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Why China's response to US arms sales to Taiwan is so muted

In an effort to maintain ties with the US ahead of a major shift in China's leadership, China's response on a multimillion dollar arms sale to Taiwan, a normally divisive subject, appears muted.

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A week after Washington announced a multimillion dollar arms sale to Taiwan, the Chinese government appears unwilling to do much more about it than issue fierce rhetorical protests, according to political analysts here, in an effort to not disrupt ties with the US ahead of a major shift in China's leadership.

Two previous US arms deals with the island that Beijing regards as a renegade province seriously disrupted Sino-US military relations; this time seems to be different.

“The government would hate to see a deterioration in relations with the US at the moment,” says Shi Yinhong, an expert on US affairs at Renmin university in Beijing. “They won’t make more than a minimum response.”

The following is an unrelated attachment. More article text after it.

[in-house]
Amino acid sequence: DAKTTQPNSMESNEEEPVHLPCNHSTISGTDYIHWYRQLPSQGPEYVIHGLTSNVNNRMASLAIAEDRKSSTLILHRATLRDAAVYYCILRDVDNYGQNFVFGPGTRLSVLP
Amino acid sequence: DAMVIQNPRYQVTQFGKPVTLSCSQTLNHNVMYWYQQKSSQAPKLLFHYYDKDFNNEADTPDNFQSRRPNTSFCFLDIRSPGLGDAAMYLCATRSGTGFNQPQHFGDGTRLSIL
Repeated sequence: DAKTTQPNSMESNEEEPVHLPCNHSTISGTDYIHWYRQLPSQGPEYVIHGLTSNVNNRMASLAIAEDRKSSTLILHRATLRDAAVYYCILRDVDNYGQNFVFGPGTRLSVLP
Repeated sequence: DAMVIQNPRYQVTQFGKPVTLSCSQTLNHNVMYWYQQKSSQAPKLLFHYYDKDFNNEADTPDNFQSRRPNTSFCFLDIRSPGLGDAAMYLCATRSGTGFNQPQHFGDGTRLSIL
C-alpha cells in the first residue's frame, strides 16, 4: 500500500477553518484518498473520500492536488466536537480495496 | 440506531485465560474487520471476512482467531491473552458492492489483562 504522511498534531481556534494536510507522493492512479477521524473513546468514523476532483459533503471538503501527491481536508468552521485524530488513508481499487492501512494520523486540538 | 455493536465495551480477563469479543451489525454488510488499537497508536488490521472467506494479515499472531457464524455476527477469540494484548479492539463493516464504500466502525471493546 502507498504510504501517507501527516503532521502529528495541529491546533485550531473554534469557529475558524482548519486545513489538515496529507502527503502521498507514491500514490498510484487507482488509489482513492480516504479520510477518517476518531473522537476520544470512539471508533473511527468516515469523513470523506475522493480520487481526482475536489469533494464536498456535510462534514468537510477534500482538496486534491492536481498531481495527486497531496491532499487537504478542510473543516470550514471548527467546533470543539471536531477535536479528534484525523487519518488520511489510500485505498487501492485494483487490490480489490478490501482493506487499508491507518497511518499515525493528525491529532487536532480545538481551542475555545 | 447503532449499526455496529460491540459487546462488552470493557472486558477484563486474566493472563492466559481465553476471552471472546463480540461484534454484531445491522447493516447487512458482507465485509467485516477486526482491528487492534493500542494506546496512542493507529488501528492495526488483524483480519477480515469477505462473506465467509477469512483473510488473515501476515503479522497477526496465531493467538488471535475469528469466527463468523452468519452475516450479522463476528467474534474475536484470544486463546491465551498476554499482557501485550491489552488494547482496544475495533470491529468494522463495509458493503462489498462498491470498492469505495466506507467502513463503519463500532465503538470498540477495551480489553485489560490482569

A senior US official said Monday he had been told by the Chinese that “some activities, as part of the military-to-military program, will be postponed, rescheduled or canceled” in retaliation for the $5.8 billion arms sale.

Sources familiar with Beijing’s decision say that, so far, the government has postponed only three events: a planned US-Chinese anti-piracy naval exercise, an upcoming trip to Beijing by Adm. Robert Willard, head of the US Pacific Command, and a tour of China by a US marching band.

This is a far cry from the 10 month total break in military relations between China and the US that Beijing decreed in January 2010 to protest a $6.4 billion arms sale to Taiwan. Two years earlier, Beijing also cut off military ties for five months in response to another arms sale by the Bush administration. Beijing has not publicly announced its decision.

US officials insist they are obliged by the 1979 Taiwan Relations Act to supply Taipei with defensive weapons.

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